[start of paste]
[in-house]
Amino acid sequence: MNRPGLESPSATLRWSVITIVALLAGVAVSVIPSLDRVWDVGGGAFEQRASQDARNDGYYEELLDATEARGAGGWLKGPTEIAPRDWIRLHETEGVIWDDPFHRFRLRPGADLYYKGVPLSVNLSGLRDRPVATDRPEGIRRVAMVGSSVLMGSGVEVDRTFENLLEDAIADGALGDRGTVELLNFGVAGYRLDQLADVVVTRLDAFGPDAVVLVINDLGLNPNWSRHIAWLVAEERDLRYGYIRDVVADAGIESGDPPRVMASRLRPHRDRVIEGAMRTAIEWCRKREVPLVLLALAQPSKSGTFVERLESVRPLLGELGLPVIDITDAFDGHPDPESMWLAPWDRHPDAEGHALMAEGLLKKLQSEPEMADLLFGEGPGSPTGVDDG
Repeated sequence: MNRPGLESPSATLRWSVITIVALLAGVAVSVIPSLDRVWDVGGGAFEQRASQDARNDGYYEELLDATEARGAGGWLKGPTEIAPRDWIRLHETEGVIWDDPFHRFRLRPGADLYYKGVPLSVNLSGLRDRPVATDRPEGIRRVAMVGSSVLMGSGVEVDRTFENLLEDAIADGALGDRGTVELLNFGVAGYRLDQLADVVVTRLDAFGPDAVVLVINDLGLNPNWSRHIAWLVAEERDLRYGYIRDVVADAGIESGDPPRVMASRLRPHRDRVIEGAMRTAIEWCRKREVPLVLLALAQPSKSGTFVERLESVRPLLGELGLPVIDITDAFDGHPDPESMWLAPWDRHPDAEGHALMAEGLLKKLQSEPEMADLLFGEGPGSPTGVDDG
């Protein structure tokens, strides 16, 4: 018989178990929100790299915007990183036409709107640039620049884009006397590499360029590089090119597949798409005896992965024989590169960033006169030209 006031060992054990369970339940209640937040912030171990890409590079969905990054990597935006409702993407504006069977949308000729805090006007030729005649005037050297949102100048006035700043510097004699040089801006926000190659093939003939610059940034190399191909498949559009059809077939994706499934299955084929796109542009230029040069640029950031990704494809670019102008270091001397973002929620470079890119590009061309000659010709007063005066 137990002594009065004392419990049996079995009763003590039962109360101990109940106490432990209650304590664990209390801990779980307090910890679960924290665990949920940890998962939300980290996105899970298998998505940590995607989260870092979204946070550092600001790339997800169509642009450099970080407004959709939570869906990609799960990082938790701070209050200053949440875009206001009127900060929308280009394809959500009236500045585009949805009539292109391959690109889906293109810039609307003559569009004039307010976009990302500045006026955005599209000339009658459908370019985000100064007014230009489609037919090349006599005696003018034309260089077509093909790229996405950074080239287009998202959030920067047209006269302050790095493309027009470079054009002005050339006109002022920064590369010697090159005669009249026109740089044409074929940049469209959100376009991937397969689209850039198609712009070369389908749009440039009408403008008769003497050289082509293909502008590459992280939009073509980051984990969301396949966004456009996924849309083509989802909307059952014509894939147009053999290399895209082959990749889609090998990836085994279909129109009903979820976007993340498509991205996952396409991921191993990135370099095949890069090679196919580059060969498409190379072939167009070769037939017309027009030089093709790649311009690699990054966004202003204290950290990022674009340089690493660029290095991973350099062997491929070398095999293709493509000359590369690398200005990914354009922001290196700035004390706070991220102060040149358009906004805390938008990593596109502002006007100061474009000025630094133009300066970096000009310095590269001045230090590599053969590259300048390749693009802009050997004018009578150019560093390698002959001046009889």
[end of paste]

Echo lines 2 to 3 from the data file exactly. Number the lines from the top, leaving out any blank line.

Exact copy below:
Amino acid sequence: MNRPGLESPSATLRWSVITIVALLAGVAVSVIPSLDRVWDVGGGAFEQRASQDARNDGYYEELLDATEARGAGGWLKGPTEIAPRDWIRLHETEGVIWDDPFHRFRLRPGADLYYKGVPLSVNLSGLRDRPVATDRPEGIRRVAMVGSSVLMGSGVEVDRTFENLLEDAIADGALGDRGTVELLNFGVAGYRLDQLADVVVTRLDAFGPDAVVLVINDLGLNPNWSRHIAWLVAEERDLRYGYIRDVVADAGIESGDPPRVMASRLRPHRDRVIEGAMRTAIEWCRKREVPLVLLALAQPSKSGTFVERLESVRPLLGELGLPVIDITDAFDGHPDPESMWLAPWDRHPDAEGHALMAEGLLKKLQSEPEMADLLFGEGPGSPTGVDDG
Repeated sequence: MNRPGLESPSATLRWSVITIVALLAGVAVSVIPSLDRVWDVGGGAFEQRASQDARNDGYYEELLDATEARGAGGWLKGPTEIAPRDWIRLHETEGVIWDDPFHRFRLRPGADLYYKGVPLSVNLSGLRDRPVATDRPEGIRRVAMVGSSVLMGSGVEVDRTFENLLEDAIADGALGDRGTVELLNFGVAGYRLDQLADVVVTRLDAFGPDAVVLVINDLGLNPNWSRHIAWLVAEERDLRYGYIRDVVADAGIESGDPPRVMASRLRPHRDRVIEGAMRTAIEWCRKREVPLVLLALAQPSKSGTFVERLESVRPLLGELGLPVIDITDAFDGHPDPESMWLAPWDRHPDAEGHALMAEGLLKKLQSEPEMADLLFGEGPGSPTGVDDG